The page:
By Partner & Portfolio Manager, Dr. JoAnne Feeney
Economists regularly plead for politicians to seek efficiency in the pursuit of any fiscal goals, even though those pleas invariably fall on deaf ears. National security is one of those goals that has come into greater focus for the last two administrations as a growing China military threat has come to the fore. Last week, we were reminded of the potential cost of policy intrusions into private markets when the U.S. placed additional limits on the export to China of advanced technology, notably computing chips and the equipment needed to make them. Companies have always had to navigate around the obstacles created by industrial policy. The repeated rounds of trade barriers being raised both by the U.S. and China make this one of those more challenging times. Fortunately, the companies involved find themselves in an environment with unusually strong global demand.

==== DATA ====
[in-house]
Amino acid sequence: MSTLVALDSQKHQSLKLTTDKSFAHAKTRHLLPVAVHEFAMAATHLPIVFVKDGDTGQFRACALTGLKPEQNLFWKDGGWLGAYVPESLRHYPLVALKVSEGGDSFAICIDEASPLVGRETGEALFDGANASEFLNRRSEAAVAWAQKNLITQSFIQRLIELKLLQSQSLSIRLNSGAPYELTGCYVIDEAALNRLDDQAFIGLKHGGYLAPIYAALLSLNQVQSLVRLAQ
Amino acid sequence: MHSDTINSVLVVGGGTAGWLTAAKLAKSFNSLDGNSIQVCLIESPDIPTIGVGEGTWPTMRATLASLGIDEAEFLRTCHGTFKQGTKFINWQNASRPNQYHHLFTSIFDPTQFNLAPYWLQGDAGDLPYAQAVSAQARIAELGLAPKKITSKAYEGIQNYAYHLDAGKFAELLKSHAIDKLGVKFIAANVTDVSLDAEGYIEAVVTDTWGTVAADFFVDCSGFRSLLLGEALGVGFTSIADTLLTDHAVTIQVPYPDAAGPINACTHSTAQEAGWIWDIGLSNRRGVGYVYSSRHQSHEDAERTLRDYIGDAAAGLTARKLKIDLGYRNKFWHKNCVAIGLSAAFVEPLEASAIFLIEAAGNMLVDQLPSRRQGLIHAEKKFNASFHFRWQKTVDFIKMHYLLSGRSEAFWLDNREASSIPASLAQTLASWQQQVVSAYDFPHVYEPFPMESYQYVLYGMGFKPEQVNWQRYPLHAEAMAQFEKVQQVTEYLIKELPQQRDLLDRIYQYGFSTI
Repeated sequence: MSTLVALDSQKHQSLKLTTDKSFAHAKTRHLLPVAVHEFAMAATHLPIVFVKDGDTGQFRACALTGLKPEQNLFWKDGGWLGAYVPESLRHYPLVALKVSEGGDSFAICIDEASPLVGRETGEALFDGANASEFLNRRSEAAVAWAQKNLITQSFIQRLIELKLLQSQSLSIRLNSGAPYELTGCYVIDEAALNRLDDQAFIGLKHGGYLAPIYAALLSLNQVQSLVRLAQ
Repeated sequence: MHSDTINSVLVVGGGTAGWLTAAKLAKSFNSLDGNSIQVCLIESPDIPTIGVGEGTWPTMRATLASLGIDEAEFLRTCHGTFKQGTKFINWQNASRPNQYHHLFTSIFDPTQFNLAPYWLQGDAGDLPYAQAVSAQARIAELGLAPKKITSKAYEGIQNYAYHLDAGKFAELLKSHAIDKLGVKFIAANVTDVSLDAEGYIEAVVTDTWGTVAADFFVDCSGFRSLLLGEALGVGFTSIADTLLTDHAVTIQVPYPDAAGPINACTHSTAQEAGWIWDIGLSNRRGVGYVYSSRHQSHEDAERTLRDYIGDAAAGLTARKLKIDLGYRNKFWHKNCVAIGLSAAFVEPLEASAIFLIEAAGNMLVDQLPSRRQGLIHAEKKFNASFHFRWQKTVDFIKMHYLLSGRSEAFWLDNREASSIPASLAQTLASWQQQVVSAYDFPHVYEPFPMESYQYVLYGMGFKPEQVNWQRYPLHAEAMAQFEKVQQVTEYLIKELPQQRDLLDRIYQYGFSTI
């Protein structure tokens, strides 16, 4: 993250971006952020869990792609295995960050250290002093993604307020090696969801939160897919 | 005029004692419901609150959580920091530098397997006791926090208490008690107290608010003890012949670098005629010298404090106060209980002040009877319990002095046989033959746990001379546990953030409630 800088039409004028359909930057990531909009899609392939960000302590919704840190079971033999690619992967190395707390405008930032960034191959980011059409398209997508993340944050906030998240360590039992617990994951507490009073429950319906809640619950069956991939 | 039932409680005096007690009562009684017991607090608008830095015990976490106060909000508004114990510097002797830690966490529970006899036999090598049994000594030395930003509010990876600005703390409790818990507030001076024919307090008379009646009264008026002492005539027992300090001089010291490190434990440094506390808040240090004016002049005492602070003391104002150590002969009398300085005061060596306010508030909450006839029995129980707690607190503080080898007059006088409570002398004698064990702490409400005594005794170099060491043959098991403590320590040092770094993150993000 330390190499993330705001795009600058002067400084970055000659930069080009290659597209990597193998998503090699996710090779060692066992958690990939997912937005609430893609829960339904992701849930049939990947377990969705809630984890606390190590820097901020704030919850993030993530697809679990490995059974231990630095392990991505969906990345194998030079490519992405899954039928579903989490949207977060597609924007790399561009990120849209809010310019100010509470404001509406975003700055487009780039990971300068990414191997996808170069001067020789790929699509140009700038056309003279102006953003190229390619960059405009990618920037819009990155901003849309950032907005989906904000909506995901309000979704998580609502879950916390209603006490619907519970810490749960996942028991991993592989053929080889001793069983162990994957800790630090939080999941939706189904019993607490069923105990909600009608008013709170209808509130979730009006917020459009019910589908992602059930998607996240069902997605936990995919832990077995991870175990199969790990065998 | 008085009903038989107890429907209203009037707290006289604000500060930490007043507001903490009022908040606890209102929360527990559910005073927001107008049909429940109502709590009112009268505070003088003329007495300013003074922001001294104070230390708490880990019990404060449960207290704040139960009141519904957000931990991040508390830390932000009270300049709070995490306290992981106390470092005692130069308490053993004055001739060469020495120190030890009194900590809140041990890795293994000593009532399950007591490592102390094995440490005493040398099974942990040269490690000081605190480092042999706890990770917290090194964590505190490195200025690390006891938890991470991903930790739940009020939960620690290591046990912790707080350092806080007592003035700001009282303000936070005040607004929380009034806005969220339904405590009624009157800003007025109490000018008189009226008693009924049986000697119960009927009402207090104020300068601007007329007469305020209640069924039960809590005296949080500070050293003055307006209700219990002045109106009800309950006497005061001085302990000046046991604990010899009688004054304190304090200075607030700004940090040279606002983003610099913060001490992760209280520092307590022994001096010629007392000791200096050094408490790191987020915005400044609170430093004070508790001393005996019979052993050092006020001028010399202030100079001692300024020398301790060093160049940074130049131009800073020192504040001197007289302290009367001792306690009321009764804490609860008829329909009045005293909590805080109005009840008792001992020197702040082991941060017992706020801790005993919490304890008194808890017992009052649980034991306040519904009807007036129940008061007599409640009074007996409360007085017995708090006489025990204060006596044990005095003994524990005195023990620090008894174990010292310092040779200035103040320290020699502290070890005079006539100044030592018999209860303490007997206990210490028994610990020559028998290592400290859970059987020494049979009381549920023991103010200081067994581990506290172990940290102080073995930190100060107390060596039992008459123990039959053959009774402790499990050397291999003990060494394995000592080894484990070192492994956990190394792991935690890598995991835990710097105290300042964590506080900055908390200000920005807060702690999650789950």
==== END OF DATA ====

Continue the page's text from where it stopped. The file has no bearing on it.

We have highlighted the power and pervasiveness of artificial intelligence (AI) in prior commentaries, although we have not focused on the military applications that lie at the center of the growing trade war between the U.S. and China. For decades, technological enhancements improved military capabilities across the globe, but the leap made possible by artificial intelligence brings greater urgency to the West’s race to maintain its superiority. In addition to the greater power AI affords surveillance and reconnaissance through unmanned and self-directed aerial, ground, and sea vehicles, AI also makes possible autonomous weapon systems (AWS), both stationary and mobile.